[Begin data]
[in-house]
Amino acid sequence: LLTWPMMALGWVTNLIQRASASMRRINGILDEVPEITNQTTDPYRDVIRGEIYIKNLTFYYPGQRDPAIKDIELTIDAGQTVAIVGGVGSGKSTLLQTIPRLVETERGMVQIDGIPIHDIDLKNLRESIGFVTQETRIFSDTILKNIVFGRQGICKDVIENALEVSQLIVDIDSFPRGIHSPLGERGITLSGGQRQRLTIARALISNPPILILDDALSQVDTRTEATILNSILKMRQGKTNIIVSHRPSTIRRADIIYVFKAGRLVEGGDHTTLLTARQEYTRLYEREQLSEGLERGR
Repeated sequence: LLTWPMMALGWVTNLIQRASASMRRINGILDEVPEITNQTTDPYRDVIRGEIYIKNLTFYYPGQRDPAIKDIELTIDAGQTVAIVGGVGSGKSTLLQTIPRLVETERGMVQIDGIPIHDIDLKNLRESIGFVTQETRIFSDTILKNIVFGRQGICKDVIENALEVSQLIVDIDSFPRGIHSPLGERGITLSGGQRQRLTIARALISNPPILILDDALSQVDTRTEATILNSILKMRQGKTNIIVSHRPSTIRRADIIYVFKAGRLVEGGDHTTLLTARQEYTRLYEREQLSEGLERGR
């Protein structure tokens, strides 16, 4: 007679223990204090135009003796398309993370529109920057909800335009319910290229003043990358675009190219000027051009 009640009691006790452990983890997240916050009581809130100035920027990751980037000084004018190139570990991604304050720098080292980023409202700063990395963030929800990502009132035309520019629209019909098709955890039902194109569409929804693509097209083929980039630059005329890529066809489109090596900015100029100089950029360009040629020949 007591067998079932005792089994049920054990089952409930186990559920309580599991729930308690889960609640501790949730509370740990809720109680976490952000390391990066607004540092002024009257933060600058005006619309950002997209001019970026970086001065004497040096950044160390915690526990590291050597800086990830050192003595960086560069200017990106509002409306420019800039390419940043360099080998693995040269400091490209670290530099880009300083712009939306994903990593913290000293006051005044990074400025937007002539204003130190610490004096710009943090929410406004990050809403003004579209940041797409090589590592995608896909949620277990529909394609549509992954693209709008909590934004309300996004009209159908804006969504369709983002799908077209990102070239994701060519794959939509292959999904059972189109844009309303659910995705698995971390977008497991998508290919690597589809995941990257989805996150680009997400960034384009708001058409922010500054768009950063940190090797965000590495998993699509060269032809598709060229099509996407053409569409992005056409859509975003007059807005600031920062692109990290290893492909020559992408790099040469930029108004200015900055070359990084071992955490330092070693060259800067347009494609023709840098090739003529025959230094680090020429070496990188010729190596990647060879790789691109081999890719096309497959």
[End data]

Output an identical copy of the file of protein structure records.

[in-house]
Amino acid sequence: LLTWPMMALGWVTNLIQRASASMRRINGILDEVPEITNQTTDPYRDVIRGEIYIKNLTFYYPGQRDPAIKDIELTIDAGQTVAIVGGVGSGKSTLLQTIPRLVETERGMVQIDGIPIHDIDLKNLRESIGFVTQETRIFSDTILKNIVFGRQGICKDVIENALEVSQLIVDIDSFPRGIHSPLGERGITLSGGQRQRLTIARALISNPPILILDDALSQVDTRTEATILNSILKMRQGKTNIIVSHRPSTIRRADIIYVFKAGRLVEGGDHTTLLTARQEYTRLYEREQLSEGLERGR
Repeated sequence: LLTWPMMALGWVTNLIQRASASMRRINGILDEVPEITNQTTDPYRDVIRGEIYIKNLTFYYPGQRDPAIKDIELTIDAGQTVAIVGGVGSGKSTLLQTIPRLVETERGMVQIDGIPIHDIDLKNLRESIGFVTQETRIFSDTILKNIVFGRQGICKDVIENALEVSQLIVDIDSFPRGIHSPLGERGITLSGGQRQRLTIARALISNPPILILDDALSQVDTRTEATILNSILKMRQGKTNIIVSHRPSTIRRADIIYVFKAGRLVEGGDHTTLLTARQEYTRLYEREQLSEGLERGR
């Protein structure tokens, strides 16, 4: 007679223990204090135009003796398309993370529109920057909800335009319910290229003043990358675009190219000027051009 009640009691006790452990983890997240916050009581809130100035920027990751980037000084004018190139570990991604304050720098080292980023409202700063990395963030929800990502009132035309520019629209019909098709955890039902194109569409929804693509097209083929980039630059005329890529066809489109090596900015100029100089950029360009040629020949 007591067998079932005792089994049920054990089952409930186990559920309580599991729930308690889960609640501790949730509370740990809720109680976490952000390391990066607004540092002024009257933060600058005006619309950002997209001019970026970086001065004497040096950044160390915690526990590291050597800086990830050192003595960086560069200017990106509002409306420019800039390419940043360099080998693995040269400091490209670290530099880009300083712009939306994903990593913290000293006051005044990074400025937007002539204003130190610490004096710009943090929410406004990050809403003004579209940041797409090589590592995608896909949620277990529909394609549509992954693209709008909590934004309300996004009209159908804006969504369709983002799908077209990102070239994701060519794959939509292959999904059972189109844009309303659910995705698995971390977008497991998508290919690597589809995941990257989805996150680009997400960034384009708001058409922010500054768009950063940190090797965000590495998993699509060269032809598709060229099509996407053409569409992005056409859509975003007059807005600031920062692109990290290893492909020559992408790099040469930029108004200015900055070359990084071992955490330092070693060259800067347009494609023709840098090739003529025959230094680090020429070496990188010729190596990647060879790789691109081999890719096309497959």